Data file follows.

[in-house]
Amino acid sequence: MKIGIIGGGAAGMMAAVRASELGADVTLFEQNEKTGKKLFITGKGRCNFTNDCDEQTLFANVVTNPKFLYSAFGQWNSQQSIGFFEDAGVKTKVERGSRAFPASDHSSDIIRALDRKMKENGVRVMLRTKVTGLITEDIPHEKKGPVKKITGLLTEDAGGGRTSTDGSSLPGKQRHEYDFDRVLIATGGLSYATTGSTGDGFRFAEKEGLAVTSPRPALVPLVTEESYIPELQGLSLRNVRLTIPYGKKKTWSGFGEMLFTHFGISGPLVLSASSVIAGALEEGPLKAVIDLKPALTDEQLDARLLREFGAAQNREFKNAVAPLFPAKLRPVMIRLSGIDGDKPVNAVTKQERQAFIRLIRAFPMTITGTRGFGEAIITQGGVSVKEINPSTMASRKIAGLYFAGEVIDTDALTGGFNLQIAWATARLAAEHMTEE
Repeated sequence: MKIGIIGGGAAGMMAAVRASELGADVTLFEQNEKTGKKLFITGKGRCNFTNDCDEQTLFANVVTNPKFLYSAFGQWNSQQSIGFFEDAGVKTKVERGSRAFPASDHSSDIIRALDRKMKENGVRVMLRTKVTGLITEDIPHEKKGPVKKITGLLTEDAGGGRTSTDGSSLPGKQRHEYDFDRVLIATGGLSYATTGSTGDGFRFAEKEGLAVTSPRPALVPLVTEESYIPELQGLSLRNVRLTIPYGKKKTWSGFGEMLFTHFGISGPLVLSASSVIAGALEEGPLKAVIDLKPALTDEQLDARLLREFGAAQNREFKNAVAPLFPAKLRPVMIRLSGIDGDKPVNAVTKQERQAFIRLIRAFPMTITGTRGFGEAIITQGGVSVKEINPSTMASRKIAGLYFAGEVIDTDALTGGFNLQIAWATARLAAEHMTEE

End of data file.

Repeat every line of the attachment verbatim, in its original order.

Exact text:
[in-house]
Amino acid sequence: MKIGIIGGGAAGMMAAVRASELGADVTLFEQNEKTGKKLFITGKGRCNFTNDCDEQTLFANVVTNPKFLYSAFGQWNSQQSIGFFEDAGVKTKVERGSRAFPASDHSSDIIRALDRKMKENGVRVMLRTKVTGLITEDIPHEKKGPVKKITGLLTEDAGGGRTSTDGSSLPGKQRHEYDFDRVLIATGGLSYATTGSTGDGFRFAEKEGLAVTSPRPALVPLVTEESYIPELQGLSLRNVRLTIPYGKKKTWSGFGEMLFTHFGISGPLVLSASSVIAGALEEGPLKAVIDLKPALTDEQLDARLLREFGAAQNREFKNAVAPLFPAKLRPVMIRLSGIDGDKPVNAVTKQERQAFIRLIRAFPMTITGTRGFGEAIITQGGVSVKEINPSTMASRKIAGLYFAGEVIDTDALTGGFNLQIAWATARLAAEHMTEE
Repeated sequence: MKIGIIGGGAAGMMAAVRASELGADVTLFEQNEKTGKKLFITGKGRCNFTNDCDEQTLFANVVTNPKFLYSAFGQWNSQQSIGFFEDAGVKTKVERGSRAFPASDHSSDIIRALDRKMKENGVRVMLRTKVTGLITEDIPHEKKGPVKKITGLLTEDAGGGRTSTDGSSLPGKQRHEYDFDRVLIATGGLSYATTGSTGDGFRFAEKEGLAVTSPRPALVPLVTEESYIPELQGLSLRNVRLTIPYGKKKTWSGFGEMLFTHFGISGPLVLSASSVIAGALEEGPLKAVIDLKPALTDEQLDARLLREFGAAQNREFKNAVAPLFPAKLRPVMIRLSGIDGDKPVNAVTKQERQAFIRLIRAFPMTITGTRGFGEAIITQGGVSVKEINPSTMASRKIAGLYFAGEVIDTDALTGGFNLQIAWATARLAAEHMTEE